Museums and Forts of Gujarat Tour
9 Nights / 10 Days
Destination Covered : Ahmedabad, Bhavnagar, Bhuj, Jamnagar, Junagadh, Porbandar, Rajkot, Vadodara (Baroda), Gondal, Palitana, Lothal, Champaner
Tour Themes : Heritage
Ahmedabad, Bhavnagar and Bhuj Tour Itinerary
Ahmedabad and Gujarat are proud to have one of the best textile museums which is also ranked as one of the best specialized textile museums in India. Established in 1949, this Museum housed in the Sarabhai family premises in Shahibaug, is regarded as one of the finest textile museums in the world. The museum displays a magnificent collection of the finest fabrics spun, woven, printed and painted in different parts of India, dating back to the 17th century. It also houses a collection of marble, sandstone and bronze icons, busts and excellent reference library on textiles It attracts a large no. Of tourists both Indian and foreign throughout the year. A part of it is housed in a Haveli - setting adding the old word glamour to the surroundings.
Today morning we drive to Vadodara enroute visiting the world heritage site at Champaner.
Champaner is an ancient fort located at the foothills of Pavagadh. The town derives its name from the Champa tree or from Champaraj - founder of the town, a contemporary of King Vanraj Chavda of Anhilwada. The famous Muslim king of Gujarat, Muhammad Begda captured the fort in late 15th century after a long siege against the Khichi Chauhan Rajputs.
Muhammad Begda decided to establish the new capital of Gujarat at this place in 1484 AD and changed the name of the town to Muhammadabad. It took 23 years to built the town and had a meteoric rise and attained glory as a great town of western India. Many edifices were constructed during these years : bazaars, town squares, royal gardens and water structures, including mosques. It also became a major trading center producing fine silk, woven and dyed textile and sword manufacturing.
Baroda Museum and Art Gallery : The Baroda Museum and Art Gallery also known as the Global Centre of Civilization is widely recognized for its rich collection of sculptures, antiques, paintings and manuscripts. The museum has galleries foused on specific eras and regions around the world, including one for the State of Baroda. The Picture gallery houses more than 1190 paintings European masters, most of them from the private collection of Sayajirao III. Two wings exhibit modern Indian paintings. Sections of the museum display Indian musical instruments and exhibits related to the earth sciences and natural history. One of the major attractions is the 2300 - year - old Egyptian mummy of a princess believed to noteworthy is the 22 m long, blue - whale skeleton, found in 1972 at the mouth of River Mahi. The whale is believed to have been washed ashore in a storm. The Museum Library has a collection of nearly 23,000 books and periodicals on a range of topic. Open 10:30 - 17:00. Entry Indian Rs. 10, Foreigner Rs. 200.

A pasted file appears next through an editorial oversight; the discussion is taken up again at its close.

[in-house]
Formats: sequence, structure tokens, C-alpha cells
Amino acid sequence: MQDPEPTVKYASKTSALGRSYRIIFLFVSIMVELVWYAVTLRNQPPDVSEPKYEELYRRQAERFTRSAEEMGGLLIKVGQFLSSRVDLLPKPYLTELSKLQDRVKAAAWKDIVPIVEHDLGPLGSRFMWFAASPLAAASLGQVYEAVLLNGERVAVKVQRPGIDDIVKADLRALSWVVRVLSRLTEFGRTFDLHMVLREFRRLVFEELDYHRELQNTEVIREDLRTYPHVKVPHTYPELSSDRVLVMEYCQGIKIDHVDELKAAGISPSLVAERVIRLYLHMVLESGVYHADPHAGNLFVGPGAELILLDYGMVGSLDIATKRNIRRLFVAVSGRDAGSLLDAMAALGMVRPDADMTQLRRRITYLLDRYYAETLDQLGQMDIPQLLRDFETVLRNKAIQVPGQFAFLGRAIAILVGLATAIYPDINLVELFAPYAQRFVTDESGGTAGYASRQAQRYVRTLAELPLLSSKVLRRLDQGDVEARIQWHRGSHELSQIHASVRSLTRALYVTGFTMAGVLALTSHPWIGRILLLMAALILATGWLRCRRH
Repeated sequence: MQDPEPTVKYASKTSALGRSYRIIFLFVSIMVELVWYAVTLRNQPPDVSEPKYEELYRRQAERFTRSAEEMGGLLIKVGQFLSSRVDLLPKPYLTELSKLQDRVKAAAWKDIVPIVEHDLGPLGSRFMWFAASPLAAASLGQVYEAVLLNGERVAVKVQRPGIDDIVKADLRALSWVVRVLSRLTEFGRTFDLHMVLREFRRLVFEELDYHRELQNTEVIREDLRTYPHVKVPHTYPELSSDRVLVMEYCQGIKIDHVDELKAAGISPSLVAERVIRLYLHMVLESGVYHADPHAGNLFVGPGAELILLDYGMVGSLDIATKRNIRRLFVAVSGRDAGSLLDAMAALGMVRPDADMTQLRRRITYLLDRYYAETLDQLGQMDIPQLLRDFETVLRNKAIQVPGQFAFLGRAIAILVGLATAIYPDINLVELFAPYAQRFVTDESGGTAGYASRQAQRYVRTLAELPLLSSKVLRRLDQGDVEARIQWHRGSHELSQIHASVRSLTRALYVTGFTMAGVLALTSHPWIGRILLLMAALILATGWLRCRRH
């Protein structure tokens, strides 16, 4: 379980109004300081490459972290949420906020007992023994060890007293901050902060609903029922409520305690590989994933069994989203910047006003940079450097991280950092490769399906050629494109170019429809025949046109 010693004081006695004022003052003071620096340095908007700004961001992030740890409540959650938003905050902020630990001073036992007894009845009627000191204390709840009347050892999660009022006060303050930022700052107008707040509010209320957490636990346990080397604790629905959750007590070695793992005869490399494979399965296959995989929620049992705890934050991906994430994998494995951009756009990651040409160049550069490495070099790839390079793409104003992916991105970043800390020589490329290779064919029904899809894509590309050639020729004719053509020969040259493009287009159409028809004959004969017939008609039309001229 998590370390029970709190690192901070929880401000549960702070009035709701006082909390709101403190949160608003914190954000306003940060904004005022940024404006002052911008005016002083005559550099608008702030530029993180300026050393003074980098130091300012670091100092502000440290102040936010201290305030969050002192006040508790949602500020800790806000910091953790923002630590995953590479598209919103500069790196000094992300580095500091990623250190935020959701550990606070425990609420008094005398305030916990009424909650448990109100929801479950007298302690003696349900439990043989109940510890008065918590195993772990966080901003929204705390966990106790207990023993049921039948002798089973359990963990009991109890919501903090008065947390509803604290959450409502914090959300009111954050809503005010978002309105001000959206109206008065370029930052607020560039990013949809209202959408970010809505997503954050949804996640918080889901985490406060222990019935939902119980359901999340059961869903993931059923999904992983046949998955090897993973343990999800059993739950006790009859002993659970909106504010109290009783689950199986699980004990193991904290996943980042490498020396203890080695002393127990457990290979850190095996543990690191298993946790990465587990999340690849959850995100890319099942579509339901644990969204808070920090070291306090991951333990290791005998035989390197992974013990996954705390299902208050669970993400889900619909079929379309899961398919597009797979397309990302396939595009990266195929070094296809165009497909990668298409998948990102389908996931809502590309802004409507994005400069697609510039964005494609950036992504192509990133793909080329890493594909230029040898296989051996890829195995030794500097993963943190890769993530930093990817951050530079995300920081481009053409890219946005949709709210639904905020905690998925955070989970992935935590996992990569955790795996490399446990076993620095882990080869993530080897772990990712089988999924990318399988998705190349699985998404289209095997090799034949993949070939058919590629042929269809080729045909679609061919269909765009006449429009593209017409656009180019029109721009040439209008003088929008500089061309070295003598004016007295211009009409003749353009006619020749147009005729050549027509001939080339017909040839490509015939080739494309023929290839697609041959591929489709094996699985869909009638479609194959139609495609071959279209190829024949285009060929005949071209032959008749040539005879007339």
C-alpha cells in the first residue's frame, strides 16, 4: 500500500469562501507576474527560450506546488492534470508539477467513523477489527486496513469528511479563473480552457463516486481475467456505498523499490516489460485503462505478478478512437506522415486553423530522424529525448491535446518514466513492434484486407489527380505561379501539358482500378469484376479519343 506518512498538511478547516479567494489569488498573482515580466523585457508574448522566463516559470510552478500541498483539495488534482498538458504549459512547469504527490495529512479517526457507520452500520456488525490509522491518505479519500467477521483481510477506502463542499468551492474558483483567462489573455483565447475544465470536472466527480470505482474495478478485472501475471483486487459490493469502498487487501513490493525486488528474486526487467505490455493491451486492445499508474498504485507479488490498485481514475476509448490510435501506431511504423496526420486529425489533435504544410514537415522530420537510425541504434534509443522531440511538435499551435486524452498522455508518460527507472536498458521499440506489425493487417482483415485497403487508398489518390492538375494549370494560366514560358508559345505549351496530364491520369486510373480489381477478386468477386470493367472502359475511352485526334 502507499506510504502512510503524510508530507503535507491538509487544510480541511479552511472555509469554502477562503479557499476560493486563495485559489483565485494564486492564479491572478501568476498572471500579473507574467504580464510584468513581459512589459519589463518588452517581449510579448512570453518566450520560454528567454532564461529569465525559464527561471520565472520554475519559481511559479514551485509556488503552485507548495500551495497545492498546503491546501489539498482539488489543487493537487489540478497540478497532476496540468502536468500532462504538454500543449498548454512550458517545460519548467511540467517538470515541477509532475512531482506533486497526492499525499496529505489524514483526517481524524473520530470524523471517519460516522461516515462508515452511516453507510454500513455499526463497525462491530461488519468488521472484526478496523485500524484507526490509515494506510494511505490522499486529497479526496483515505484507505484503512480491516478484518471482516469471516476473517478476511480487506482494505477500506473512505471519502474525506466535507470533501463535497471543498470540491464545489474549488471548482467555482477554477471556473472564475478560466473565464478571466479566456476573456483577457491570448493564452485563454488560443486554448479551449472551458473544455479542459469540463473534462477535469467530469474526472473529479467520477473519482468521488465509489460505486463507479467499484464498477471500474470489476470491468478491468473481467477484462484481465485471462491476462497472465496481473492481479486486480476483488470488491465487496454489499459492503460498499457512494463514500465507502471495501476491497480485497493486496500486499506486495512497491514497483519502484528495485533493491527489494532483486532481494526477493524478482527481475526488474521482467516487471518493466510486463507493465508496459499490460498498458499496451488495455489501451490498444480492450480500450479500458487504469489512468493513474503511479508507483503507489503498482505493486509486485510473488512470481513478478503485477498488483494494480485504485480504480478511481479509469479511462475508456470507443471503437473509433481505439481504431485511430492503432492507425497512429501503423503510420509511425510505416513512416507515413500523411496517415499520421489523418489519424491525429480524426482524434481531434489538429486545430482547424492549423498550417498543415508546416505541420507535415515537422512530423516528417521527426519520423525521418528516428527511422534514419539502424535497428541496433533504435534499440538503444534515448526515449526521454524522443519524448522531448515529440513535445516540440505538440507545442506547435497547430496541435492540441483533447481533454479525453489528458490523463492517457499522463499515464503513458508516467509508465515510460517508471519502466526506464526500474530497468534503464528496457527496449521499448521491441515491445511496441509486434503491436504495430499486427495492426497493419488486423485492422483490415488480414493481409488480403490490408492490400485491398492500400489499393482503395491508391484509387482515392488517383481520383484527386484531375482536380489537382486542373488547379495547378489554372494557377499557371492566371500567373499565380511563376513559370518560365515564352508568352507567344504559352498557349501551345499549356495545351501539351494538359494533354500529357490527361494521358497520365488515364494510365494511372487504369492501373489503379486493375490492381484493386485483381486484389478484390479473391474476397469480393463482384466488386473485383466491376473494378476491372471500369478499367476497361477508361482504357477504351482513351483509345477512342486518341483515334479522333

Overnight at Vadodara.
Today we drive to Bhavnagar enroute visiting Lothal.
Lothal : A perfect place to get an insight of the Indus Valley civilization. The most dominating site at Lothal is the massive dockyard spanning an area of 37 meters by 22 meters perhaps the greatest work of Maritime Architecture. Lothal was also famous for its arterial streets, microbes of gold, ivory and coppersmiths' workshops, potteries and underground sanitary drainage. It is located at a distance of 78kms from Ahmedabad. MUSEUM REMAINS CLOSED ON FRIDAYS.
Overnight at Bhavnagar.
Early morning we leave Bhavnagar to Palitana, climb Shetrunjaya hills and later in afternoon drive to Gondal.
Palitana : A 56kms. Drive from Bhavnagar. Palitana lies at the foot of the Shetrunjaya hill, with the Shetrunjaya river flowing to its south. The savred hill rises in a crescendo of magnificent temples - 863 in all - that soar in marble splendour to the top of the hill. The temples were built over an impressive span of 900 years with each generation of pilgrims making its contribution to the shrines of Shetrunjaya. The 600 - metre climb to Shetrunjaya is usually made on foot. Dolis or lift - chairs are also available for the ascent.
Gondal : The Riverside palace at Gondal, a govt. of India classified heritage hotel, and the Orchard Palace in the same town, are two mansion guest houses opened as heritage hotels. The interiors of these properties are appointed with period furniture, antiques and artefacts remniscent of the days of the Raj. The highlight of staying at these properties is that guests can see the royal garages, housing vintage and classic cars, and the Naulakha Palace, which is a festival of stone carvings and houses royal memorabilia including toys of the late 19th and early 20th century, silver caskets that carried messages and gifts for the Maharajah, elephant howdahs and royal portaits. It has an royal saloon suite, which has its own drawing, dining, bedroom and bathroom in a converted railway carriage.
Vintage Car Museum : The Vintage Car Museum, the second of its kind in Gujarat has 32 cars from the world's most reputed brands, such as Ford and Mercedes, dating from 1915 to the 1970s. Open 09:00 - 12:00 and 15:00 - 18:00, daily. Entry Orchard Palace Rs. 20, Royal Rail Saloon Rs. 10 and Vintage Car Museum Indian Rs. 60, Foreigner Rs. 210.
Overnight at Gondal.
Today we drive to Junagadh.
Darbar Hall Museum : Also known as Kacheri Hall, this was the court of the Nawabs. It consists of a palanquin room and galleries displaying pictures, textiles and arms. Open 09:00 - 12:15 and 14:45 - 18:00. Closed Wed, the 2nd 4th Sat of the month and public holidays. Entry Indian Rs. 5, Foreigner Rs. 50.